Indiana judge sides with transgender student over restroom

By Jessie Higgins

EVANSVILLE, Ind., Aug. 8 (UPI) -- As fall classes began Wednesday in Indiana, a transgender student will be able to use the boys restroom under a court order.

In a preliminary injunction issued Friday, U.S. District Judge William T. Lawrence said that the student was likely to suffer "negative emotional consequences of being denied access to the boys' restrooms at school."


The ruling applies only to the student who filed the lawsuit and does not force the district to change its practice of forcing students to use the restroom for the gender designated on their birth certificates. The case is still pending.

The student sued the Evansville Vanderburgh School Corp. in February after he was repeatedly denied access to the schools' male restrooms. He is represented by attorneys from the American Civil Liberties Union.

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The student, identified by the initials J.A.R., is a transgender male. He was diagnosed with gender dysphoria, and is taking hormones, according to the lawsuit.

Superintendent David Smith testified that the district would not allow J.A.R. to use the male restrooms, calling it a "substantial disruption" if "children were allowed to simply choose bathrooms based on their subjective gender identity."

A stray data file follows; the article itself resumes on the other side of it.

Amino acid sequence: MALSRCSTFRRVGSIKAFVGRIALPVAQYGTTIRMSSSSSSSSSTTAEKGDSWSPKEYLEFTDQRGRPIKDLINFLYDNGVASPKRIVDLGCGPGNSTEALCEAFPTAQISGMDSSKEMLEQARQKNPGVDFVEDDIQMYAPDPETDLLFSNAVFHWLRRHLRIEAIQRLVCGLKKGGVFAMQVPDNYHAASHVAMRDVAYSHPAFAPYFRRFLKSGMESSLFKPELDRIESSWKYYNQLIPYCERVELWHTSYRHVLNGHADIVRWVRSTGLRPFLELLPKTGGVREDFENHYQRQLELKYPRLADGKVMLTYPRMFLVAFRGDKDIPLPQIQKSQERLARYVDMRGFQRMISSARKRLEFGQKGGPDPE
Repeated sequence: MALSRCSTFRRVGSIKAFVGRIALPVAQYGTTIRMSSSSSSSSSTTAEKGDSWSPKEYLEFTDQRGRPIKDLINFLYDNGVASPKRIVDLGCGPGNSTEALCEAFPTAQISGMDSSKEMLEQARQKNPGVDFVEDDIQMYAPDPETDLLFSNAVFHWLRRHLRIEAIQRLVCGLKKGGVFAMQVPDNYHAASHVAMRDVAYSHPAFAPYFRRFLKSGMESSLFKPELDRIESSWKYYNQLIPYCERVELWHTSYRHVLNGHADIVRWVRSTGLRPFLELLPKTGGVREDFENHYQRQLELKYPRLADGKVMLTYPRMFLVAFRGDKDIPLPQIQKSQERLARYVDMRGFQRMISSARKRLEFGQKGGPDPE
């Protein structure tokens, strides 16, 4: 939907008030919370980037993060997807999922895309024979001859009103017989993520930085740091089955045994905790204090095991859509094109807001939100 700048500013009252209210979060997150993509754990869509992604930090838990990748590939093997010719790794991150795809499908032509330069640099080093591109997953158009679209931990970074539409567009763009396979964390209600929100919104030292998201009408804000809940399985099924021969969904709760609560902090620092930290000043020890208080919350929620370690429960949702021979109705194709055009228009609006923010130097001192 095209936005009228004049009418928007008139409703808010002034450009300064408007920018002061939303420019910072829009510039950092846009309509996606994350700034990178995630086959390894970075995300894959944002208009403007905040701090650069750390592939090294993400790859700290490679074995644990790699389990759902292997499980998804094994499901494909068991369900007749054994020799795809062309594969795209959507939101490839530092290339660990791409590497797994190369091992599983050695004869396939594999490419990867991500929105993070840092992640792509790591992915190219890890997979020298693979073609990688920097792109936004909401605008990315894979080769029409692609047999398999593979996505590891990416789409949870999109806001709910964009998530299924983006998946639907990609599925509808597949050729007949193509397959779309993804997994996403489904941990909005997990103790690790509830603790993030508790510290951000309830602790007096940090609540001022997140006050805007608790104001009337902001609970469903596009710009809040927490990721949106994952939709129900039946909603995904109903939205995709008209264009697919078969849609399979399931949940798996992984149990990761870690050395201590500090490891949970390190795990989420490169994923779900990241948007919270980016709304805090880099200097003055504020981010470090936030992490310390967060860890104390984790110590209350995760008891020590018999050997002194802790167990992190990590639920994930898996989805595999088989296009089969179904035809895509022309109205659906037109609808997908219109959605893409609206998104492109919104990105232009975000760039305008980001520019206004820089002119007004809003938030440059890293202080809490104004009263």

He also said "the parent body would object," according to the injunction.

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"Today's decision affirms that denying a student his right to use the correct restroom is discrimination, plain and simple," Ken Falk, ACLU of Indiana legal director, said in a statement. "This is consistent with the great wealth of authority and many Indiana school corporations follow the law in this regard. I would hope that with this decision those Indiana school corporations that continue to have discriminatory policies in place will take heed and change them without the need for litigation."

The Indiana case comes as similar suits are being litigated across the nation. In May, a judge sided with a transgender teen who sued his Virginia school district for restroom access. And in May 2017, another transgender teen from Virginia won a similar case against a local school district.

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